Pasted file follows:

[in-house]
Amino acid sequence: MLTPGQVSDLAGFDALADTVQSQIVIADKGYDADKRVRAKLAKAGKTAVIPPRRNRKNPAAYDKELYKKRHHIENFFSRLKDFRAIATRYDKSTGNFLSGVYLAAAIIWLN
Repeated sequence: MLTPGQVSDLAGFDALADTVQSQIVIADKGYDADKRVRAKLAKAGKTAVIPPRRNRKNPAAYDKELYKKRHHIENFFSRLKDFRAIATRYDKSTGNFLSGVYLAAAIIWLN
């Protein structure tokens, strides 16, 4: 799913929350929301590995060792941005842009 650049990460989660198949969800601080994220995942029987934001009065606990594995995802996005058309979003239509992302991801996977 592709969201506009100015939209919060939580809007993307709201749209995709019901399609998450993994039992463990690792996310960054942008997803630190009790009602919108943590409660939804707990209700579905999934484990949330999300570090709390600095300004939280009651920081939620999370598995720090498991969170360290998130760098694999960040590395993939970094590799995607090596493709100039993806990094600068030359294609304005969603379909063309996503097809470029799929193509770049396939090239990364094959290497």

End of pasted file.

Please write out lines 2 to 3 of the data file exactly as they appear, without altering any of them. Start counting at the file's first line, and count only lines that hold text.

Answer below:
Amino acid sequence: MLTPGQVSDLAGFDALADTVQSQIVIADKGYDADKRVRAKLAKAGKTAVIPPRRNRKNPAAYDKELYKKRHHIENFFSRLKDFRAIATRYDKSTGNFLSGVYLAAAIIWLN
Repeated sequence: MLTPGQVSDLAGFDALADTVQSQIVIADKGYDADKRVRAKLAKAGKTAVIPPRRNRKNPAAYDKELYKKRHHIENFFSRLKDFRAIATRYDKSTGNFLSGVYLAAAIIWLN